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  1. #1
    Jenna's Avatar
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    Deadly food riots cause Haitian lawmakers to dismiss Prime Minister

    Haitian lawmakers voted Saturday to dismiss Prime Minister Jacques Edouard Alexis, hoping to defuse widespread anger of rising food prices that had led to days of deadly protests and looting.

    "I think that will satisfy the people," said Sen. Youri Latortue. He said Parliament ousted Alexis because he did not boost national food production and refused to set a date for the departure of U.N. peacekeepers.

    President Rene Preval, who earlier in the day announced a more than 15% cut in the price of rice, immediately said he would a name a new prime minister.

    The 16-11 vote in Parliament to oust Alexis reflected frustration over soaring food prices in a nation where most people live on less than $2 a day and chronic hunger had become unbearable in recent months.

    The rage erupted in days violent clashes with U.N. peacekeepers and looting across Haiti this week that had abated by late Thursday, but not before leaving five people dead. Protesters even stormed the presidential palace on Tuesday, charging its main gate with a rolling dumpster and yelling for Preval to step down.

    RIOTS: Food prices causes uproar

    On Saturday, U.N. military commander Maj. Gen. Carlos Alberto Dos Santos Cruz told the Associated Press that calm was returning across the country, with some transportation resuming and people going back to work.

    But Haiti could encounter more chaos with Alexis' ousting, according to Eduardo Gamarra, director of the Latin America and Caribbean Center at Florida International University. He said the dismissal creates a tremendous political vacuum and that senators might now go after Preval because he has not implemented many changes.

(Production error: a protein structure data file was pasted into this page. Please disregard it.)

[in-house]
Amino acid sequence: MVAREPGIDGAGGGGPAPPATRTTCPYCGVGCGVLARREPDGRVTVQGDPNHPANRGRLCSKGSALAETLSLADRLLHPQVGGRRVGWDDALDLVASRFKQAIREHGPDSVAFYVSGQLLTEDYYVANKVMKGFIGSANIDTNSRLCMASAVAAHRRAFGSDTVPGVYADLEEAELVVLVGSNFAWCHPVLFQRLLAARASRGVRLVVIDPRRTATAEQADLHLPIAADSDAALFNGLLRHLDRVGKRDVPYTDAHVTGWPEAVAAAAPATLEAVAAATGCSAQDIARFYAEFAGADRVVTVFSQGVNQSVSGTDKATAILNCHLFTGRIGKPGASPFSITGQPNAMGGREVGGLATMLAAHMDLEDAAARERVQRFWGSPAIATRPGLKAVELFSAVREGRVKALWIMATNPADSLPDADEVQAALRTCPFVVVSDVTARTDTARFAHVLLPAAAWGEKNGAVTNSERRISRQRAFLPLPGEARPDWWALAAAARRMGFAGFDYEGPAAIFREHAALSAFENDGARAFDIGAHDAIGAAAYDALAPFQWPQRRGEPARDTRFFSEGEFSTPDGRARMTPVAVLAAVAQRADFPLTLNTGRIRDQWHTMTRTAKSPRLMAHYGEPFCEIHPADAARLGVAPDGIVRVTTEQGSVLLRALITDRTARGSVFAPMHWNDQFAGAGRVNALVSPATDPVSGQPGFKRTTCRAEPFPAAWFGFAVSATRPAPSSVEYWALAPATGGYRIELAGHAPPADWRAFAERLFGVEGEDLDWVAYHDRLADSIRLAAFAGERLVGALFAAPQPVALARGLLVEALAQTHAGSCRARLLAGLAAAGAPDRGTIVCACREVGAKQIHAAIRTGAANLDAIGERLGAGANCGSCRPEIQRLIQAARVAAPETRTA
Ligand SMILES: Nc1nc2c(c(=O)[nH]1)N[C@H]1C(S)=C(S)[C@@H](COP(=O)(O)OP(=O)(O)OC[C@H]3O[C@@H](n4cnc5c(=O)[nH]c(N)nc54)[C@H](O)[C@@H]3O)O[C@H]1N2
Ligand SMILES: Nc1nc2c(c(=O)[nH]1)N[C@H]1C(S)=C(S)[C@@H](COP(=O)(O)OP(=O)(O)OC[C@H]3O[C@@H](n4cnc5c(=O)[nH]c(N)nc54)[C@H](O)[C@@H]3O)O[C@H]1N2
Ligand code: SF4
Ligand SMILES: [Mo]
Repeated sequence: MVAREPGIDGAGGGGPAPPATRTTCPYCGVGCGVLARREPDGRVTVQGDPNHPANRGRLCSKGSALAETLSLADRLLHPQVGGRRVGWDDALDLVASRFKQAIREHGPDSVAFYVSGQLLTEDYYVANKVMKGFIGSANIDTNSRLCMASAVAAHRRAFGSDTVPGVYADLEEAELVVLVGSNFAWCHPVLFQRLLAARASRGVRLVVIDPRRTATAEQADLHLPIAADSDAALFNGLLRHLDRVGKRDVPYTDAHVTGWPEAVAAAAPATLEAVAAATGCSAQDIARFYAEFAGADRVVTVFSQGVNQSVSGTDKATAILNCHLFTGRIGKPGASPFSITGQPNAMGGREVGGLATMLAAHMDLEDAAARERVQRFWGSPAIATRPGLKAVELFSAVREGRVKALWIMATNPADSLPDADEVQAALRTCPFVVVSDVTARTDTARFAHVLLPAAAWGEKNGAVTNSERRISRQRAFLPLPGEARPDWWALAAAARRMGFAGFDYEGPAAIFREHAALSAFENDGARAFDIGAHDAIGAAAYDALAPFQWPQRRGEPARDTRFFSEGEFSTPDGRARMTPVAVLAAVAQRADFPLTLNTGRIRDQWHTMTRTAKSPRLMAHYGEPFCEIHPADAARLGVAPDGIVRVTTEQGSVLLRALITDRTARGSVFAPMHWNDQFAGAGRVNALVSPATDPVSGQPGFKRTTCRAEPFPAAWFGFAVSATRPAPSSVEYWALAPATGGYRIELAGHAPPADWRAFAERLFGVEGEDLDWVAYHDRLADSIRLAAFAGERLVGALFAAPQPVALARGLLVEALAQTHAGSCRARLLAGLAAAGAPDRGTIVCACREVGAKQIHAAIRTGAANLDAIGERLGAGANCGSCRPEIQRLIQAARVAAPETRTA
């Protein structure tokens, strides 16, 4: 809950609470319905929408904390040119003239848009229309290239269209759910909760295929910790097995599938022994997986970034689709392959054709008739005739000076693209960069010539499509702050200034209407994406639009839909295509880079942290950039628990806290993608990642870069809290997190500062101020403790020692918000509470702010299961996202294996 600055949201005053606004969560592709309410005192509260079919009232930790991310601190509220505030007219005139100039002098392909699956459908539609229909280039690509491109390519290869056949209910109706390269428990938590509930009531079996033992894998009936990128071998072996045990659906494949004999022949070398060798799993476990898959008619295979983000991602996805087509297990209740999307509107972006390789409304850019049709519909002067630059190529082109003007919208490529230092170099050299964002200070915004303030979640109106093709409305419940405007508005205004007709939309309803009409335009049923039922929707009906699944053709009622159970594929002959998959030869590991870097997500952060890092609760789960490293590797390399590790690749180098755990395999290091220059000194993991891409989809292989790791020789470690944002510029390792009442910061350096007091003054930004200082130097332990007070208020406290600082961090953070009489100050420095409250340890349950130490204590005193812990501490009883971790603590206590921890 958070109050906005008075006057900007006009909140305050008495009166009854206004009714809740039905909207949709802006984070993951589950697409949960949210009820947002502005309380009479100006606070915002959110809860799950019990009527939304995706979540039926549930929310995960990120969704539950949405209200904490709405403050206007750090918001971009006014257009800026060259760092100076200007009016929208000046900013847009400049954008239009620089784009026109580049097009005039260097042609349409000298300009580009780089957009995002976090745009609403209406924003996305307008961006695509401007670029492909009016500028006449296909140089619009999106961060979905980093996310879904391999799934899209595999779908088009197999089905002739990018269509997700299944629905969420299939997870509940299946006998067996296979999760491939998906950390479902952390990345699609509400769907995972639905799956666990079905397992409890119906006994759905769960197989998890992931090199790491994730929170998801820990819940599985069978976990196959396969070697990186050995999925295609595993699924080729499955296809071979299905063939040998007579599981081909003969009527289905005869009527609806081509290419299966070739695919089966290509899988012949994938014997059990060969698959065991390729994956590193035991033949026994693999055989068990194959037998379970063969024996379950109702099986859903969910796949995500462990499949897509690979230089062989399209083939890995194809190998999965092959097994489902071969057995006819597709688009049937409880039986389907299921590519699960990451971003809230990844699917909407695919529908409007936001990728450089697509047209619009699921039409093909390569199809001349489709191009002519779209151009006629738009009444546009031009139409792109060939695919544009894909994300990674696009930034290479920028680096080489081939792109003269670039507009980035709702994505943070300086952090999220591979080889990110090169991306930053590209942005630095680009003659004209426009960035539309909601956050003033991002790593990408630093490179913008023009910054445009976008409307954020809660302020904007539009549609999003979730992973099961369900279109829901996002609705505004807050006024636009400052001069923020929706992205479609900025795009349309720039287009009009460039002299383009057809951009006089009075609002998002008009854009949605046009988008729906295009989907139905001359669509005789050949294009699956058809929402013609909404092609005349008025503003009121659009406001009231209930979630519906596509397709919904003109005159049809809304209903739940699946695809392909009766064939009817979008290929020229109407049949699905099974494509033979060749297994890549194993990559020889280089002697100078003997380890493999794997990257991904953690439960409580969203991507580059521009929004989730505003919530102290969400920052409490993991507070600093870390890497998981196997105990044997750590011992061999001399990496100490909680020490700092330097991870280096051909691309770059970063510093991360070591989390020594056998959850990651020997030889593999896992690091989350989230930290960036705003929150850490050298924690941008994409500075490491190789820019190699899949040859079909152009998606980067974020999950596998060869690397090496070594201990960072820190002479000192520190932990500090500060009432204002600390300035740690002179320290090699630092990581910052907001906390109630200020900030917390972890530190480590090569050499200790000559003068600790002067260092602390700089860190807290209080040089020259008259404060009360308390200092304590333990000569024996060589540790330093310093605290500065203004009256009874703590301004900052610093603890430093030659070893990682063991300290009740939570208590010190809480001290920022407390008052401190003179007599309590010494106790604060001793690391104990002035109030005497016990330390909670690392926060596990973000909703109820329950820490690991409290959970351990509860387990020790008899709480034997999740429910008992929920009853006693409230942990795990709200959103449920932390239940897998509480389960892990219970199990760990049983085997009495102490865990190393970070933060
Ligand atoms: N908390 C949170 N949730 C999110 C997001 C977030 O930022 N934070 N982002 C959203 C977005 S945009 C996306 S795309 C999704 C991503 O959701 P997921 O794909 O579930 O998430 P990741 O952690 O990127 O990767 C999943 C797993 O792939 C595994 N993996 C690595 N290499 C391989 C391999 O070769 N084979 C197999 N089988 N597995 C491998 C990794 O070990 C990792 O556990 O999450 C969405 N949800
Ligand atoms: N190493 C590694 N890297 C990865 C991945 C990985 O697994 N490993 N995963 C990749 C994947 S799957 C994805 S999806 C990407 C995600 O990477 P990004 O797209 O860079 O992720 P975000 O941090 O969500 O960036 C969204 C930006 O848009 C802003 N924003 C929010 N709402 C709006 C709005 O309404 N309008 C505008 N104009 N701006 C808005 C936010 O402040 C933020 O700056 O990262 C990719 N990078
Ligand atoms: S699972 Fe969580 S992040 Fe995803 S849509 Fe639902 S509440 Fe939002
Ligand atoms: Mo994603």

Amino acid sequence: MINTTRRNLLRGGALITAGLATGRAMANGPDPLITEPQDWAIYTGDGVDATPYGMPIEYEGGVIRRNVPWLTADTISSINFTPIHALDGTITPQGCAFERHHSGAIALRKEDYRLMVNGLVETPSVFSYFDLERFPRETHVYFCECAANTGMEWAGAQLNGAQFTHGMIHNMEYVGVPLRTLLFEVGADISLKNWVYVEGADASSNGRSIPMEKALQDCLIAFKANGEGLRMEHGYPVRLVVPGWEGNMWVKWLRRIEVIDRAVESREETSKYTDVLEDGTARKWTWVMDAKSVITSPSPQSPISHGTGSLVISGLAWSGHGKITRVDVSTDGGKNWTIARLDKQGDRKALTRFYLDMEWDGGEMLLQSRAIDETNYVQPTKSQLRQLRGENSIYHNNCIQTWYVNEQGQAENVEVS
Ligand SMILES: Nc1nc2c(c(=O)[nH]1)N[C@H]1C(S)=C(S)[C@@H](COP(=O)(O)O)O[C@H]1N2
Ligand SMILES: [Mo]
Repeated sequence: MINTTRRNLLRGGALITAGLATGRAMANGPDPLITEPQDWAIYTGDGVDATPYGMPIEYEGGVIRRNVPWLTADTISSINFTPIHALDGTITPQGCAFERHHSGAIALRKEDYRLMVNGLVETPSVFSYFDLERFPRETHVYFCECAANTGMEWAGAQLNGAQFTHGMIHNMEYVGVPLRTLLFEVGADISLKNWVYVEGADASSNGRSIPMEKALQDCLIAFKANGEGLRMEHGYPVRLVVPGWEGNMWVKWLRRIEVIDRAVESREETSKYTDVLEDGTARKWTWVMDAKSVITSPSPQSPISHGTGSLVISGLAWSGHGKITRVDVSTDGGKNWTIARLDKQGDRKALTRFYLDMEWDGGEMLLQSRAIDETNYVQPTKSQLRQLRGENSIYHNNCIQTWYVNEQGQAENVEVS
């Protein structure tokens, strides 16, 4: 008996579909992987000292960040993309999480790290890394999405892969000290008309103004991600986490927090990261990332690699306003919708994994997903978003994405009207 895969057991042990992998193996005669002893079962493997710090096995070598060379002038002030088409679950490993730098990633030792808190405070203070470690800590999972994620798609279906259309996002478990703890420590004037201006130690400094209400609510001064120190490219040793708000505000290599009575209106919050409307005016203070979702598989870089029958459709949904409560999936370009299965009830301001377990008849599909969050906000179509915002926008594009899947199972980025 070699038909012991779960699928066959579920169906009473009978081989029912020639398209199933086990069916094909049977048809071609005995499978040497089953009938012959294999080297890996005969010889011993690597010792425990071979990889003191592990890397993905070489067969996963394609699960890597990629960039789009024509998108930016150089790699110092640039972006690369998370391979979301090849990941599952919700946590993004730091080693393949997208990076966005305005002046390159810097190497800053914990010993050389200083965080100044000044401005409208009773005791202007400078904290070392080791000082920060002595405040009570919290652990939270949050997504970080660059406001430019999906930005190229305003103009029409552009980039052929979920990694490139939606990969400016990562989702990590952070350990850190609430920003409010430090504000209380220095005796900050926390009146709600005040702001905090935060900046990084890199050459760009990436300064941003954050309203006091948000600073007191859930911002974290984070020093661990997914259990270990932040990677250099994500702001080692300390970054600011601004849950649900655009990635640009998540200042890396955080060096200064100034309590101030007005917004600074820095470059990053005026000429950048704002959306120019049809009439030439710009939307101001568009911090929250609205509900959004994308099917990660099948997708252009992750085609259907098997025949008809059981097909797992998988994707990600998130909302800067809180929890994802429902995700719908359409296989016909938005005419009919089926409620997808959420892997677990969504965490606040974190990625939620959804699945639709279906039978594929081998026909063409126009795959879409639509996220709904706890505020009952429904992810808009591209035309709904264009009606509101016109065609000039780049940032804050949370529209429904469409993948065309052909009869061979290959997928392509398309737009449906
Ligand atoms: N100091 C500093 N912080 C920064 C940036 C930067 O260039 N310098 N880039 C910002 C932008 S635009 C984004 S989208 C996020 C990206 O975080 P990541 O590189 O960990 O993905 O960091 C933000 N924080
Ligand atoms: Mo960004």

After Alexis' dismissal was announced, about 25 people gathered outside the national palace Saturday and chanted "Aristide or death!"

    Emmanuel Joseph, a 26-year-old from the seaside slum of Cite Soleil, said residents there are still planning to protest on Monday because they are hungry.

    Alexis survived a no-confidence vote over the government's handling of the economy in February. He was nominated prime minister in May 2006, succeeding interim Prime Minister Gerard Latortue, who was appointed after former president Jean-Bertrand Aristide was ousted in 2004.

    In another bid to deal with anger of food prices, Preval said Saturday that the price of a 50-pound bag of rice will drop from $51 to $43. He did not say when the price reduction would go into effect.

    The Haitian president said the government will use international aid money to subsidize the price of rice and that the private sector has agreed to knock $3 off the price of each bag.

    Preval also said he would ask Venezuela for help, especially about providing fertilizer for struggling farmers.

    Globally, food prices have risen 40% since mid-2007. Haiti is particularly affected because it imports nearly all of its food, including more than 80% of its rice. Much of its once-productive farmland has been abandoned as farmers struggle to grow crops in soil decimated by erosion, deforestation, flooding and tropical storms.

    On Friday, the U.S. State Department issued a statement banning government officials from traveling to Haiti following the violent demonstrations.

    It also advised American citizens to consider leaving the impoverished Caribbean country where protests over high costs of living left five dead in the countryside. The warning comes despite a general sense of calm settling over Port-au-Prince.

    "If you don't need to stay, you might consider departing," said James Ellickson-Brown, spokesman for the U.S. Embassy in Port-au-Prince.

    An estimated 19,000 U.S. citizens live in Haiti, most dual-nationals who live in the capital. More than 140 American citizens have been kidnapped since 2005, but few were short-term visitors, the U.S. Embassy said.


    Updated 2h 1m ago

    http://www.usatoday.com/news/world/2...d_N.htm?csp=34

  2. #2
    keith720's Avatar
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    Due the corruption of officials, tons of food are spoiling on the docks in Haiti. I went to on a cruise in January, and one of the stops was Labadee Beach in Haiti. The place is surrounded by a security fence and has armed guards to keep the locals out. Food was brought to the beach from the cruise ship, and for me, it was hard to enjoy it, knowing that the food we were wasting was probably more than the average Haitian gets in a month. Man, if I was a Liberal, I'd have felt guilty! The only way they'll ever change is to get rid of the corruption. Good luck with that.
    For the morning will come. Brightly will it shine on the brave and true, kindly upon all who suffer for the cause, glorious upon the tombs of heroes. Thus will shine the dawn.

    Winston Churchill

 

 

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